The killing of black men and women at the hands of law enforcement (unfortunately) isn’t new in America, yet with the recent deaths of Baton Rouge’s Alton Sterling and Minnesota’s Philando Castile, the amount of bloodshed and violence in the wake of their deaths has reached a feverish pitch in the nation.
Many celebrities have used their influence, platform and reach to express their condolences and offer up solutions to the problem which has led to unspeakable tragedy and death. The latest figure to join the conversation is Creed star Michael B. Jordan.
On Saturday (July 10) the 29 year old took to Instagram to voice his love for black men and women along with his sadness over the police officers who were shot and killed in Texas. “I care about the safety of my black brothers and sisters and my blue ones too. There are no adequate words for the fallen officers in Dallas.”
Yet The Fruitvale Station actor also didn’t mince words. The killing of Sterling, Castile and Houston’s Alva Brazile solidified for the actor the shooting of black men isn’t accidental. “Black people are being disproportionally dehumanized and murdered, this must stop!”
Jordan, who demonstrated an acute knowledge of the world around him, continued his post stating Sterling and Castile’s death shook him like no other. “This hits close to home. It could have easily been myself, my little brother, my dad, one of my friends, or any of us.”
Check out Michael B. Jordan’s full post below.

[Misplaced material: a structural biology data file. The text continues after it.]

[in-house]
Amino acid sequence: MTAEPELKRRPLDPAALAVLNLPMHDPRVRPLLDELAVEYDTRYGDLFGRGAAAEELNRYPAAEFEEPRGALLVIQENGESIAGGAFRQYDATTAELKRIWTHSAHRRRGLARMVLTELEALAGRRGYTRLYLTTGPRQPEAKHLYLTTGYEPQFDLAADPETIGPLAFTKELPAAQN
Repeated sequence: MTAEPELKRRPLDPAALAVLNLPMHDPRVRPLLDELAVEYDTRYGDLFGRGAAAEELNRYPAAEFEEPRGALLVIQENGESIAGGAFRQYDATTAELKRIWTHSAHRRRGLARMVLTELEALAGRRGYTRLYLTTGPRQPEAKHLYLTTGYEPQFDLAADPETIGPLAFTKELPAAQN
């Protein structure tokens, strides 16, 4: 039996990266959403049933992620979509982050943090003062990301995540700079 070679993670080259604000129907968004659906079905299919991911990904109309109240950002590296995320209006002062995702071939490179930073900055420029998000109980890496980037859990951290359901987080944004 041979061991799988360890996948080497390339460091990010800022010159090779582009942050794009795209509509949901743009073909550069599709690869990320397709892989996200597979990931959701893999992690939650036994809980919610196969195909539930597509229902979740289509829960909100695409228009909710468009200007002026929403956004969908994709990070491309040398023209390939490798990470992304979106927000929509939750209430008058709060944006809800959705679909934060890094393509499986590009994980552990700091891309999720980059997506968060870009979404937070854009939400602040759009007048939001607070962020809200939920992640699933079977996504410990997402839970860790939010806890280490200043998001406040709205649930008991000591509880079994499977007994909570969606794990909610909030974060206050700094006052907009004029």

I’ve been trying to process all that has occurred in the last few days and I’m still looking for the words to express my pain. The fact is Alton Sterling and Philando Castile were not unfortunate accidents. These are just a few of the countless incidents of violent neglect, poor training and lack of accountability that clearly illustrate one thing: Black people are being disproportionally dehumanized and murdered, this must stop! I care about the safety of my black brothers and sisters and my blue ones too. There are no adequate words for the fallen officers in Dallas. From the bottom of my heart, I thank them for protecting the peaceful protestors, their courage and effort to support us is what we need more of. This hits close to home. It could have easily been myself, my little brother, my dad, one of my friends, or any of us. When one of us is murdered because a police officer is “afraid for their life”, it pains us – we feel it. In the wake of these senseless murders, our homes are forever broken; families are left to figure it out. I’m concerned about my mother, my sister, and all my magical black women that are left to pick up the pieces. Often they are not acknowledged or thanked for being on the front line fighting these battles for and with us, but know your continued strength, courage, and unwavering love and support gives us the strength to keep fighting. Finding solutions in these times of survival are seemingly hard to identify but we must continue to keep moving forward. Alternatively, violence is not the answer; it only begets more fear and violence. This is the time to unify; our communities, our churches and our homes. My mission is to channel my anger and energy – along with my love and hope for the future into actively finding solutions. Change will take all of us, we can no longer say or do…Nothing. “Human progress is neither automatic nor inevitable. Every step toward the goal of justice requires sacrifice, suffering, and struggle; the tireless exertions and passionate concern of dedicated individuals.” -MLK